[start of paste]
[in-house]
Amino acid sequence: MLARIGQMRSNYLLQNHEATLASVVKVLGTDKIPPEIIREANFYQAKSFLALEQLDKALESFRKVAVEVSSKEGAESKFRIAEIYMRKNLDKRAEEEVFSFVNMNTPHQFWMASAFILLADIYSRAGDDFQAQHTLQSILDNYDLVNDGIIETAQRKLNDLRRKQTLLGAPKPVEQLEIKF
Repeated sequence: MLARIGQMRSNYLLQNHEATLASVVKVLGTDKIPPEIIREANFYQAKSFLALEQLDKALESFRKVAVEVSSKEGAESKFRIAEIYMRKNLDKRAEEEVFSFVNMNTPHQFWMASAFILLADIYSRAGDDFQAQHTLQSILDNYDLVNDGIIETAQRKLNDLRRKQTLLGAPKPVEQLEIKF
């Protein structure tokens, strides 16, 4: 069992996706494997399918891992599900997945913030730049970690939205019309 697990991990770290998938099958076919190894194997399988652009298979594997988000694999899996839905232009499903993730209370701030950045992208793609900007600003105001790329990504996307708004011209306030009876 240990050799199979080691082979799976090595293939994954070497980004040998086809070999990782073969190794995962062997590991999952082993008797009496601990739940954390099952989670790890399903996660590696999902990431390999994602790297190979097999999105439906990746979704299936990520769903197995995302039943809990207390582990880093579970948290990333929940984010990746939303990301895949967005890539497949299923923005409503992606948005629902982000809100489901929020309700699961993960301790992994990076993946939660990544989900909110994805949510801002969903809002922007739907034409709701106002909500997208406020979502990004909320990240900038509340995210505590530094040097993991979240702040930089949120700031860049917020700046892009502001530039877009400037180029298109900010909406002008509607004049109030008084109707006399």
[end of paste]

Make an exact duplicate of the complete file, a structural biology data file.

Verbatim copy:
[in-house]
Amino acid sequence: MLARIGQMRSNYLLQNHEATLASVVKVLGTDKIPPEIIREANFYQAKSFLALEQLDKALESFRKVAVEVSSKEGAESKFRIAEIYMRKNLDKRAEEEVFSFVNMNTPHQFWMASAFILLADIYSRAGDDFQAQHTLQSILDNYDLVNDGIIETAQRKLNDLRRKQTLLGAPKPVEQLEIKF
Repeated sequence: MLARIGQMRSNYLLQNHEATLASVVKVLGTDKIPPEIIREANFYQAKSFLALEQLDKALESFRKVAVEVSSKEGAESKFRIAEIYMRKNLDKRAEEEVFSFVNMNTPHQFWMASAFILLADIYSRAGDDFQAQHTLQSILDNYDLVNDGIIETAQRKLNDLRRKQTLLGAPKPVEQLEIKF
């Protein structure tokens, strides 16, 4: 069992996706494997399918891992599900997945913030730049970690939205019309 697990991990770290998938099958076919190894194997399988652009298979594997988000694999899996839905232009499903993730209370701030950045992208793609900007600003105001790329990504996307708004011209306030009876 240990050799199979080691082979799976090595293939994954070497980004040998086809070999990782073969190794995962062997590991999952082993008797009496601990739940954390099952989670790890399903996660590696999902990431390999994602790297190979097999999105439906990746979704299936990520769903197995995302039943809990207390582990880093579970948290990333929940984010990746939303990301895949967005890539497949299923923005409503992606948005629902982000809100489901929020309700699961993960301790992994990076993946939660990544989900909110994805949510801002969903809002922007739907034409709701106002909500997208406020979502990004909320990240900038509340995210505590530094040097993991979240702040930089949120700031860049917020700046892009502001530039877009400037180029298109900010909406002008509607004049109030008084109707006399």